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White House and Congress Could Consider Stand-Alone Airline Bill

Mere moments after calling off a Phase Four stimulus bill on Twitter, the president opened the door for a series of stand-alone bills which encompass previous proposals. One such bill would offer the additional $25 billion in payroll support the airlines have been requesting, and isn’t necessarily opposed by either side.

When the President of the United States called off negotiations between the House of Representatives and his staff on a phase four bill, travel organizations were quick to denounce the move as a political show of force. Moments later, president Donald Trump announced on Twitter he would be willing to consider several stand-alone bills included in the larger Heroes Act. One such consideration was the additional $25 billion in payroll support money to the airlines.

Payroll Support Bill One of Several on Twitter Docket

Throughout the summer months, the airlines and aviation unions have campaigned on renewing the Payroll Support Program, which prevented the airlines from laying off staff at the start of the COVID-19 pandemic. With the funds running out, the aviation industry lost over 40,000 jobs on Oct. 1, 2020.

Although it appears that negotiations have stalled, the door is open for a set of standalone bills which would support aspects of the larger bill. One such is the payroll support portion, which would give airlines a second round of support, while offering additional funds for the small business paycheck protection program.

According to Democrats, that bill was already suggested and introduced in the House of Representatives. Submitted on Oct. 5, 2020, H.R. 8504 offered to extend the Payroll Support Program for another six months, at the cost of $25 billion. The chief of staff for House speaker Nancy Pelosi says she brought up the bill in a call with the U.S. Treasury secretary for reconsideration.

Unions Ban Together to Urge Passing of Additional Payroll Support

While it’s unclear if either side will negotiate an additional payroll support standalone bill, unions are continuing their campaign to secure additional funding. In a joint letter signed by 13 organizations, including the Air Line Pilots Association, Airlines for America, the Association of Flight Attendants-CWA and the Southwest Airlines Pilots Association, leaders for the unions and trade organization once again called on Congressional leaders to move forward with more financial support.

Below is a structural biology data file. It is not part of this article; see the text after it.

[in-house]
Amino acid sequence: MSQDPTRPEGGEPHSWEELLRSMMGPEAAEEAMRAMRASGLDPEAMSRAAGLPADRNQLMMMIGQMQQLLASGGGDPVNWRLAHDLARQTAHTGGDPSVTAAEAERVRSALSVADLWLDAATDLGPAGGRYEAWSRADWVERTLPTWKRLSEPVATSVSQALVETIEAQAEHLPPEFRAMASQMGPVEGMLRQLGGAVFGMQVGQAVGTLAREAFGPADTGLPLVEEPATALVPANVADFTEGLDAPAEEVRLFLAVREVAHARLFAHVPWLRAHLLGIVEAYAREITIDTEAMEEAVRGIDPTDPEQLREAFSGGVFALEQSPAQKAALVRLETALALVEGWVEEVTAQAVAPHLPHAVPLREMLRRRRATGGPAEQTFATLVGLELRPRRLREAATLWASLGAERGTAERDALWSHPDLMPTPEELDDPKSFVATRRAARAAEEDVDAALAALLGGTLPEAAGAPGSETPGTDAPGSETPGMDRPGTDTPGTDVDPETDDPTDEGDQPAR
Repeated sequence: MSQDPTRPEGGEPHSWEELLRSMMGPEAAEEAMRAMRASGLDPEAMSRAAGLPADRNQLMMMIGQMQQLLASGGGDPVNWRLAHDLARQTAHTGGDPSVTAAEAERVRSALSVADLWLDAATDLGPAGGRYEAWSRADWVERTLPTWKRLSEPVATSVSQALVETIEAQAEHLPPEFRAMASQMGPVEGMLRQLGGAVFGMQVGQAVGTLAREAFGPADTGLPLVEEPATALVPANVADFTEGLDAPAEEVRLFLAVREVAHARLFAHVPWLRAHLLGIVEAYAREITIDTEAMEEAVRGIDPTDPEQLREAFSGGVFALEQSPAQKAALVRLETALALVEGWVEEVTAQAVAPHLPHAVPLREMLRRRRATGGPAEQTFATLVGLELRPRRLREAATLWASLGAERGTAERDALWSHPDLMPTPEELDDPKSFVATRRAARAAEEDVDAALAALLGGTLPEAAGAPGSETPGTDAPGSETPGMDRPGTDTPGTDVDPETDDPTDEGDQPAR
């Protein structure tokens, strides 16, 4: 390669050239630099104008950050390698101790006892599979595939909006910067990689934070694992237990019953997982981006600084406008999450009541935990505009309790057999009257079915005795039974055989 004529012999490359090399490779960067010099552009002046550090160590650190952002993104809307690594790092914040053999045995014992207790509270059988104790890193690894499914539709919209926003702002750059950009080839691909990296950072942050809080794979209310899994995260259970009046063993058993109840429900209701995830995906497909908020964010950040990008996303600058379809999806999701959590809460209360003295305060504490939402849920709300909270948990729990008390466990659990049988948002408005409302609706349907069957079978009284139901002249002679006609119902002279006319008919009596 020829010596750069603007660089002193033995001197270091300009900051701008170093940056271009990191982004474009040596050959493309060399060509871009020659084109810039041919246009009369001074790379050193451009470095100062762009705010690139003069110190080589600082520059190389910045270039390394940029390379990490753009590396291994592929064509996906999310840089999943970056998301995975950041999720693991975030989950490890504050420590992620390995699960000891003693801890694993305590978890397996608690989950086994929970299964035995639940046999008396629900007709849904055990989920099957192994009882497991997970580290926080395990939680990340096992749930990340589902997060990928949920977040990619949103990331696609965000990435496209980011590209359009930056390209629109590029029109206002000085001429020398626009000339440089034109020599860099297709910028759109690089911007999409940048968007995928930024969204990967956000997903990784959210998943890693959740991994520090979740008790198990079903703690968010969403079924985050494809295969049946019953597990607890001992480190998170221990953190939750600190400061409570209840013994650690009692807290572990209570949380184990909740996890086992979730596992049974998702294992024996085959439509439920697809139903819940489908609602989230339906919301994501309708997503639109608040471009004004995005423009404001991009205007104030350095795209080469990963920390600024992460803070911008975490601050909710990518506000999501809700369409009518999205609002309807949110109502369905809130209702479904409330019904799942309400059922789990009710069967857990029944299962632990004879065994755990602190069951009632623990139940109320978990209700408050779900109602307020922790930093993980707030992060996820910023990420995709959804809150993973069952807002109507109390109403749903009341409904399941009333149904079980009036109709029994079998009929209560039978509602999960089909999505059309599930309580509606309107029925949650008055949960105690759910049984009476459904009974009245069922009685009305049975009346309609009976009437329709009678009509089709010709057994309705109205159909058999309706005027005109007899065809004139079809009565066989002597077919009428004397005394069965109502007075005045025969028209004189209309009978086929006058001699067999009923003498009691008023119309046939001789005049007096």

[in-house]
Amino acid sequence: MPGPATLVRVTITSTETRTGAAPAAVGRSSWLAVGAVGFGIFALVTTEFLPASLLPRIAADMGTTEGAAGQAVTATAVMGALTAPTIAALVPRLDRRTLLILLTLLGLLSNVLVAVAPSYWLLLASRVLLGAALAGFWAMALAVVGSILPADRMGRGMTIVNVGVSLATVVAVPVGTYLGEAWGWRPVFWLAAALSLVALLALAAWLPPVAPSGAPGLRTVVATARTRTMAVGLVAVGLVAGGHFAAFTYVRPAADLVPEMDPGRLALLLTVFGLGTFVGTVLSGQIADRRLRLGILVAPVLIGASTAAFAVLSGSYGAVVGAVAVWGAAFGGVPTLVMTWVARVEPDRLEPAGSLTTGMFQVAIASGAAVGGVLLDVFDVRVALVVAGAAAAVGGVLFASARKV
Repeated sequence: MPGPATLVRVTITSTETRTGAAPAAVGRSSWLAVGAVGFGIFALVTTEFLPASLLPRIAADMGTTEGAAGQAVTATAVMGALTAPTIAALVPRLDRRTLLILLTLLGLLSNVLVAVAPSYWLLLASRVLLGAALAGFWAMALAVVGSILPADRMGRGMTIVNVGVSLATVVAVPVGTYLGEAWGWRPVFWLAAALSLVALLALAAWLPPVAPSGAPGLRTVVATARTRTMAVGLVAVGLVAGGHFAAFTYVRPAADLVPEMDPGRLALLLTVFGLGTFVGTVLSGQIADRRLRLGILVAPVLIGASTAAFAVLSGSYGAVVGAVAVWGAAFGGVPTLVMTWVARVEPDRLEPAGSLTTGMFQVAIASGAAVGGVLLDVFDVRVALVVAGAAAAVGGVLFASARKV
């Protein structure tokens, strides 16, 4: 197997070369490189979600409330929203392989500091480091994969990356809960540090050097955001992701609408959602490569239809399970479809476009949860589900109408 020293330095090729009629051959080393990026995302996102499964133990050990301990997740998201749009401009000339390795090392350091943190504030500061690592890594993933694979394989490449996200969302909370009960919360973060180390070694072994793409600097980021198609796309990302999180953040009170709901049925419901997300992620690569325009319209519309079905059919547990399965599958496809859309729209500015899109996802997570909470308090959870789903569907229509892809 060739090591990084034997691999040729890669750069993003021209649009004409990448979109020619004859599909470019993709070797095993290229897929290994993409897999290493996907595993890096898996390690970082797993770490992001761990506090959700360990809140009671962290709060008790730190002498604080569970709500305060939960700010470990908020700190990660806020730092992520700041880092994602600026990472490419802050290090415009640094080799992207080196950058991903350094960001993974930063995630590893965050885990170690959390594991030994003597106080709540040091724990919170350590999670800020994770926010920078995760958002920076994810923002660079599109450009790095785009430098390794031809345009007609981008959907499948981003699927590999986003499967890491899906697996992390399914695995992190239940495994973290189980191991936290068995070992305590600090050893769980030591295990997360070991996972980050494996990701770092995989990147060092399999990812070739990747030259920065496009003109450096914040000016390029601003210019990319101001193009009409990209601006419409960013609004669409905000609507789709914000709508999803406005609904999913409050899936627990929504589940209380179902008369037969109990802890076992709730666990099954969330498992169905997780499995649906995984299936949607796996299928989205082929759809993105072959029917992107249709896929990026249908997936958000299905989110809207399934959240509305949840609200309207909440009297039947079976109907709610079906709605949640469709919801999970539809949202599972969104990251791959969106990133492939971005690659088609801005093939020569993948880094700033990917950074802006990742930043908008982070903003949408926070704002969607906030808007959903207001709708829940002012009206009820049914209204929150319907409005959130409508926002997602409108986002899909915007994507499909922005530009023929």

“Since early summer, we have called for a COVID relief package that would address the dire economic consequences facing the entire transportation sector,” the letter read. “Airline workers are already experiencing the impact of inaction and simply cannot wait any longer for federal aid.”

Until then, airlines say they will be forced to make difficult decisions to move forward. While Southwest Airlines announced pay cuts for executive leaders, both American Airlines and United Airlines are making deep cuts to their November 2020 schedules, anticipating a depressed holiday season for travel.

edge October 10, 2020

As I recall the President and the Senate are all for a stand alone bill. It is the Dems who are against it. I can only conclude the dems have calculated that the suffering incurred will drive people to vote for Biden as they blame the White House. Pretty heartless.

GoProf October 10, 2020

Why should we hand the airlines billions in our tax dollars ? This is just about big industry lobbying dollars and large unions.

edgewood49 October 8, 2020

I agree with Davidhanson above we're done as taxpayers everyone should remember when the unions win it means lots of dues etc in their pockets at the international don't kid yourself. Parker was on CNBC this morning and I just sat there listening to him with my mouth open what &^%*&%^$. He has plenty of cash he like the unions want the payroll money because it also includes "burden" on payroll that "burden" includes certain percentages for overhead/cost which Parkers salary is included.

davidlhanson October 8, 2020

No more handouts for the airlines. They need to downsize to fit the current demand for their product. Why should taxpayers be called to pay employees who are no longer needed? As demand increases, the airlines can hire new employees or recall the ones they laid off.

jamesteroh October 8, 2020

A lot of industries are hurt by this pandemic and the taxpayers aren't bailing them out